Page views in 2024 to date: 48
11 September 2013 - Case #285

All cases are archived on our website. To view them sorted by case number, diagnosis or category, visit our main Case of the Month page. To subscribe or unsubscribe to Case of the Month or our other email lists, click here.

Thanks to Dr. Samir Ghani, Wexham Park Hospital (United Kingdom), for contributing this case and the discussion.


Website news:

(1) We are continously updating topics in our Stains and CD Markers chapters. However, there are over 600 stains / CD Marker topics, so we are seeking pathologists interested in reviewing 3-5 of these topics. If interested, please contact Kristina at

(2) Our Case of the Week page now lists upcoming cases with the contributor's name and the number of cases pending in our queue. Currently, we have a 8-9 month turn around time from when we accept a case to when it is posted on our website. We now are only posting a maximum of 5 cases per contributor per calendar year.

(3) We have a new Microbiology chapter that is being written by Christopher Hale, M.D. Be sure to take a look!

Visit and follow our Blog to see recent updates to the website.

Case #285

Clinical history:
A 41 year old woman delivered a full term baby without complications and underwent tubal ligation and greater omentum sampling during a Caesarean section.

Microscopic images:

What is your diagnosis?

Click here for diagnosis and discussion:

Diagnosis: Extrauterine deciduosis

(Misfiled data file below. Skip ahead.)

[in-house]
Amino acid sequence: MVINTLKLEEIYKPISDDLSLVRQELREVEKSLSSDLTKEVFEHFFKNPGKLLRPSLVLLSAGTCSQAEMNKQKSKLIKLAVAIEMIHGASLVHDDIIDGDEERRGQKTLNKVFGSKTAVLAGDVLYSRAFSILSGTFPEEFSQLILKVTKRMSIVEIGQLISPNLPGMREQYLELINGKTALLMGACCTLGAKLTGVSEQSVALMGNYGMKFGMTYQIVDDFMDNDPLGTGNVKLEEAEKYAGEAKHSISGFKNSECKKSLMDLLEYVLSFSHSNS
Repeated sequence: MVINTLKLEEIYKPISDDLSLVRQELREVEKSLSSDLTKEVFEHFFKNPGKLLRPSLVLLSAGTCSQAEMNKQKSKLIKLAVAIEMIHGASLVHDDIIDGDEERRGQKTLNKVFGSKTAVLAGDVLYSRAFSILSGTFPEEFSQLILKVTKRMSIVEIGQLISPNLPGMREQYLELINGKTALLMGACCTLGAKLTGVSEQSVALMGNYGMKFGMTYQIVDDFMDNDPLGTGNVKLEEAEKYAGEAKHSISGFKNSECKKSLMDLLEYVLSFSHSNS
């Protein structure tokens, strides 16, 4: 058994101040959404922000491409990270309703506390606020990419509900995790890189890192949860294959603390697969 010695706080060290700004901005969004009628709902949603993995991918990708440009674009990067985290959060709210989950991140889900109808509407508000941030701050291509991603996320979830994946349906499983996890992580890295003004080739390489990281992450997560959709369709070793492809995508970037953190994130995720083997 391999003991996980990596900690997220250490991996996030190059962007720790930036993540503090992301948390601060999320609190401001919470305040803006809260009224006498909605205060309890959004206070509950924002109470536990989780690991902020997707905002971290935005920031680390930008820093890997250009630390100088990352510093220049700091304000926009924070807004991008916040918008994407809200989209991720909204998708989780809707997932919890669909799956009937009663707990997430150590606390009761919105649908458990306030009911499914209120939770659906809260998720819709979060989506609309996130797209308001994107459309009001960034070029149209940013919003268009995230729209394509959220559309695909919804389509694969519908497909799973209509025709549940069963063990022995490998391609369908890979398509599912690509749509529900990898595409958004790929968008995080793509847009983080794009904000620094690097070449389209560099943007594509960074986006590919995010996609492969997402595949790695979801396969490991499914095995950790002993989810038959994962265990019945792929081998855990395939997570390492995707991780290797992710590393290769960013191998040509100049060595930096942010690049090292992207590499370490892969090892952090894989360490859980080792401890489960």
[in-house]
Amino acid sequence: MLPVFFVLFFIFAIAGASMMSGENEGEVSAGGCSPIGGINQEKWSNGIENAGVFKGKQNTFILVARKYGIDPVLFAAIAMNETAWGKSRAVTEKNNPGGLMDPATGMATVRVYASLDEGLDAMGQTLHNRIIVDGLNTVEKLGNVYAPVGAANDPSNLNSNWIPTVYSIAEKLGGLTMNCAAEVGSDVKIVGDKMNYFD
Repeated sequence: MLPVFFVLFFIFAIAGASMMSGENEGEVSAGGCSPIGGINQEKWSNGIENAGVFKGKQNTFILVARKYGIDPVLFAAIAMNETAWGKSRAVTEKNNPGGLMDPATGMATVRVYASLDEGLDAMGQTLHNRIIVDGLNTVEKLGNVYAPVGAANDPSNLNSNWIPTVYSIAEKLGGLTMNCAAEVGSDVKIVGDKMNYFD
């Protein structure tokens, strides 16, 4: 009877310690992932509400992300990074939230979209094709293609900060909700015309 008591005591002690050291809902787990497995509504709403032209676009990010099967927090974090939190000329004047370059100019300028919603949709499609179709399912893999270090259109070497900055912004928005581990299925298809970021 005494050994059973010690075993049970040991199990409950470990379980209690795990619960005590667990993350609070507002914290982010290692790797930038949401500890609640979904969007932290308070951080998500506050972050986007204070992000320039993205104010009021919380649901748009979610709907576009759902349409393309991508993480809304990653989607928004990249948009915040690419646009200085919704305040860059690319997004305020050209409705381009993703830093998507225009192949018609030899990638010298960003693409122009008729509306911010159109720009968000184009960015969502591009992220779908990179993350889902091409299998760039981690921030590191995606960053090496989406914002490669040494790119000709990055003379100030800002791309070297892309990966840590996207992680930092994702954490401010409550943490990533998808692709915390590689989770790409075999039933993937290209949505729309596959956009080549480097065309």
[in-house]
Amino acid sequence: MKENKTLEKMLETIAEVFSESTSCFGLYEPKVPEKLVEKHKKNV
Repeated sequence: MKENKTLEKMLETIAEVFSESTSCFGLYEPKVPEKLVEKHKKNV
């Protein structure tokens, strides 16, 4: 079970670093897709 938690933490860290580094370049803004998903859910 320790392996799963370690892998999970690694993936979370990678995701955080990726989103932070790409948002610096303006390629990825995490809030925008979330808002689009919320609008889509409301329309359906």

Left: PR, right: vimentin

The omentum and the peritoneal surface of the fallopian tube show exaggerated extrauterine deciduosis (EUD) / decidual reaction, with single / cell aggregates displaying vacuolated cytoplasm with mucoid-like material and bland nuclear morphology. No mitotic figures are seen. There are only a few cells with eosiophilic cytoplasm, which provide the clue to the nature of the lesion, in addition to the clinical presentation.

Immunohistochemistry showed strong progesterone receptor nuclear staining in the lesional cells. The vimentin stain was diffusely positive. Other markers such as EMA and calretinin were negative (not shown).

Extrauterine deciduosis (EUD) is a benign condition which can be mistaken macroscopically for malignancy and resembles peritoneal carcinomatosis. EUD can be discovered accidentally in pregnancy during caesarean sections and during pelvic surgery in women taking oral contraceptives (Am J Surg Pathol 1987;11:526).

Deposits are found mainly on the ovary and cervix, but also on abdominal serosal surfaces of the fallopian tubes, bowel, peritoneum and vagina, as well as lungs, pleura, retroperitoneal lymph nodes and rarely skin. Most lesions do not require further treatment and spontaneously involute within 4 - 6 weeks of delivery.

Image 01 Image 02